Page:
I Am My Hair (And My Hair is Me)

Last week at work, a colleague told me that she LOVED my hair – especially my curl pattern. She began to tell me how she cannot wait to grow the perm out of her hair. She also mentioned how she loves how confident I am with my short natural bald style. She doesn’t know that confidence wasn’t always there.

In the 70’s and 80’s Blacks, (especially women), were not well represented on television. You didn’t see a lot black women in commercials, on advertisements or billboards. This was also true for Hispanics and Asians. Marketing was represented by light bright, nearly white individuals.  They were the sportscasters, news anchors, models, and beauty queens. We had very few well known dark-skinned beauties but some of my favorites were Lola Falana, Beverly Johnson and Pam Grier. 

Photo by Jacob Prose on Pexels.com

The constant need for perfect hair was common and everything possible to make your hair bone straight would be done. You could expect to spend hours on a Saturday evening in the kitchen holding your ears listening to the singe of the hot comb at the back of your neck. It was the day of Head and Shoulders, Sulfur 8, Glover’s Mane, Blue Magic and Afro Sheen.  It was Vaseline and water to make your edges lay down and barrettes and bows to make your ponytails stand out. Afterwards it was washed, pressed, and curled with pink rollers. This style had to last at least a week so you had to avoid anything that would make your straight hair return to its curly naps especially water!  

By the time I was in the 5th grade, my mother was perming and adding extensions to my hair. Bad hair led to bullying and the snatching out of fake ponytails and/or braids. Before long I was defined by what my hair was and was not.

In the 80’s, the black community was introduced to the Jheri Curl. This permed style gave our hair a glossy, loosely curled look. However, remnants of the activator that was needed for this style, was left on furniture and pillows all over the United States. 

A desire to be accepted by society led me through a hair journey I will never forget.  I wore front lace and full lace wigs, synthetic, virgin and human hair. I tried Brazilian, Peruvian, Indian, Malaysian, Curly, Straight, and Wavy hair.  I wore Senegalese Twists, Flat Twists and Two Strand Twists. I experimented with Crotchet Braids, Microbraids, Box Braids, Goddess Braids and Tree Braids. I’ve tried Faux Locs, Marley Locs and Dreadlocks. I’ve rocked red hair, blue hair and black hair. I’ve wore it long, short, bob, and asymmetrical.

If I started calculating the sum of money I’ve probably spent over the last 40 years for my hair, let’s just say I can’t add that high!

After years of perms, braids, wigs, weaves, and stress I was forced to make a decision. I had bald spots on the sides and top of my head that braids could not hide. Wearing a wig or weave was out of the question because it was too hot in Alabama.  I wasn’t comfortable with my own hair and rarely wore it. What was I going to do?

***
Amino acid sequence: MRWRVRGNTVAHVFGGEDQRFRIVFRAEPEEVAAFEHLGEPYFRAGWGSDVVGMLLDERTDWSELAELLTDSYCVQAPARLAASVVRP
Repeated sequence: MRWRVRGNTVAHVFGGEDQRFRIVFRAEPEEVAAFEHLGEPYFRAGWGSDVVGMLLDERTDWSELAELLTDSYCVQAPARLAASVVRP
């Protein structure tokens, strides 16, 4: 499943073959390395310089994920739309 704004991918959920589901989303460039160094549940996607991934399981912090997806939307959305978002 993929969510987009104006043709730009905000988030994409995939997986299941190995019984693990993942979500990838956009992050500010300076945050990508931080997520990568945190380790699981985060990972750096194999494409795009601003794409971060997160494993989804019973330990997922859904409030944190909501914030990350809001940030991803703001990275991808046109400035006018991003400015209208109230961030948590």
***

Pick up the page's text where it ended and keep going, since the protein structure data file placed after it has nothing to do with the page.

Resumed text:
A good hair day made for a good day point blank period! A good hair day meant I was noticed. A good hair day meant I was important, qualified and accepted. A good hair day meant I was a good person. A good hair day meant I was worthy of that raise, that job, that promotion because I was no different than my counter parts. A good hair day meant I was seen as an equal and not defined by my color, gender or weight. A good hair day meant I was corporate America and I fit in because I was just like them!

My hair defined who I was and who I hoped to be. My life was determined by the style, texture and length of my hair. My hair was my covering. It was my protection. It was my safe haven. It established who I was. 

That’s why I cut it off! 

I had to remove my protective covering in order to remove my stereotypical thinking and prejudicial views concerning my crown and glory. I needed to embrace my tight curls, my thinning edges, and my sprinkles of grey. I needed to embrace the real me with confidence and freedom. 

Do I still wear wigs, braids, and weaves? ABSOLUTELY! But now it’s because I WANT to and not because I feel I HAVE to.  If people judge my character based on the way I wear my hair then they have a problem – not me. 

Yes my hair and I are one. We are both short, healthy, strong, and constantly growing. 

Psalm 139:13-14 says,For you created my inmost being; I praise you because I am fearfully and wonderfully made; your works are wonderful, I know that full well.Luke 12:7 says, “Indeed, the very hairs of your head are all numbered. Don’t be afraid; you are worth more than many sparrows.” And Genesis 1:27 says, “So God created mankind in his own image, in the image of God he created them; male and female he created them.

I am created in the image of God and He makes no mistakes. He CHOSE my hair including its length, curl pattern and texture. He knows me best therefore I am no longer a nappy head, I’m a happy head!   

4 Comments on “I Am My Hair (And My Hair is Me)

  1. This is beautiful! It is a challenge to receive the difference. I too sm starting to lose my hair because if medication, but not ready to be free. I actually praying to get off this medication and live better. But your story does help if I am to come this far. Bless you!


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